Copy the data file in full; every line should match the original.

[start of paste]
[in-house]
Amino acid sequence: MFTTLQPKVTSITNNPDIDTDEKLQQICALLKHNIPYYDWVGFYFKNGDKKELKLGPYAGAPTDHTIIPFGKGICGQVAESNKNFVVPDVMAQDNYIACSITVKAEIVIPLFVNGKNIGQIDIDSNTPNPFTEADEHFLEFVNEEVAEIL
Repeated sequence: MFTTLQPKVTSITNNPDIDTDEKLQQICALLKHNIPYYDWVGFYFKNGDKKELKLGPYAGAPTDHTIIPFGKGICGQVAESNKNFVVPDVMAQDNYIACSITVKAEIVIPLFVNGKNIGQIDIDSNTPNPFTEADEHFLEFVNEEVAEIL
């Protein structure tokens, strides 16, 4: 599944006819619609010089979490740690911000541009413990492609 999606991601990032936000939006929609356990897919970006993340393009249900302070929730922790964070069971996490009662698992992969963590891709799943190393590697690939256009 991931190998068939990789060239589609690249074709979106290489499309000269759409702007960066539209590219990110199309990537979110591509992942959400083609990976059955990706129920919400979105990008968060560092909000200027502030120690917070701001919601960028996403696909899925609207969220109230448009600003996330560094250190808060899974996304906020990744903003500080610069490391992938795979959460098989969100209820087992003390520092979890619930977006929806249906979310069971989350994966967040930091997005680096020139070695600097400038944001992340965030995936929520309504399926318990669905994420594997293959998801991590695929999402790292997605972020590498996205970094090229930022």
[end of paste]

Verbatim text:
[in-house]
Amino acid sequence: MFTTLQPKVTSITNNPDIDTDEKLQQICALLKHNIPYYDWVGFYFKNGDKKELKLGPYAGAPTDHTIIPFGKGICGQVAESNKNFVVPDVMAQDNYIACSITVKAEIVIPLFVNGKNIGQIDIDSNTPNPFTEADEHFLEFVNEEVAEIL
Repeated sequence: MFTTLQPKVTSITNNPDIDTDEKLQQICALLKHNIPYYDWVGFYFKNGDKKELKLGPYAGAPTDHTIIPFGKGICGQVAESNKNFVVPDVMAQDNYIACSITVKAEIVIPLFVNGKNIGQIDIDSNTPNPFTEADEHFLEFVNEEVAEIL
């Protein structure tokens, strides 16, 4: 599944006819619609010089979490740690911000541009413990492609 999606991601990032936000939006929609356990897919970006993340393009249900302070929730922790964070069971996490009662698992992969963590891709799943190393590697690939256009 991931190998068939990789060239589609690249074709979106290489499309000269759409702007960066539209590219990110199309990537979110591509992942959400083609990976059955990706129920919400979105990008968060560092909000200027502030120690917070701001919601960028996403696909899925609207969220109230448009600003996330560094250190808060899974996304906020990744903003500080610069490391992938795979959460098989969100209820087992003390520092979890619930977006929806249906979310069971989350994966967040930091997005680096020139070695600097400038944001992340965030995936929520309504399926318990669905994420594997293959998801991590695929999402790292997605972020590498996205970094090229930022």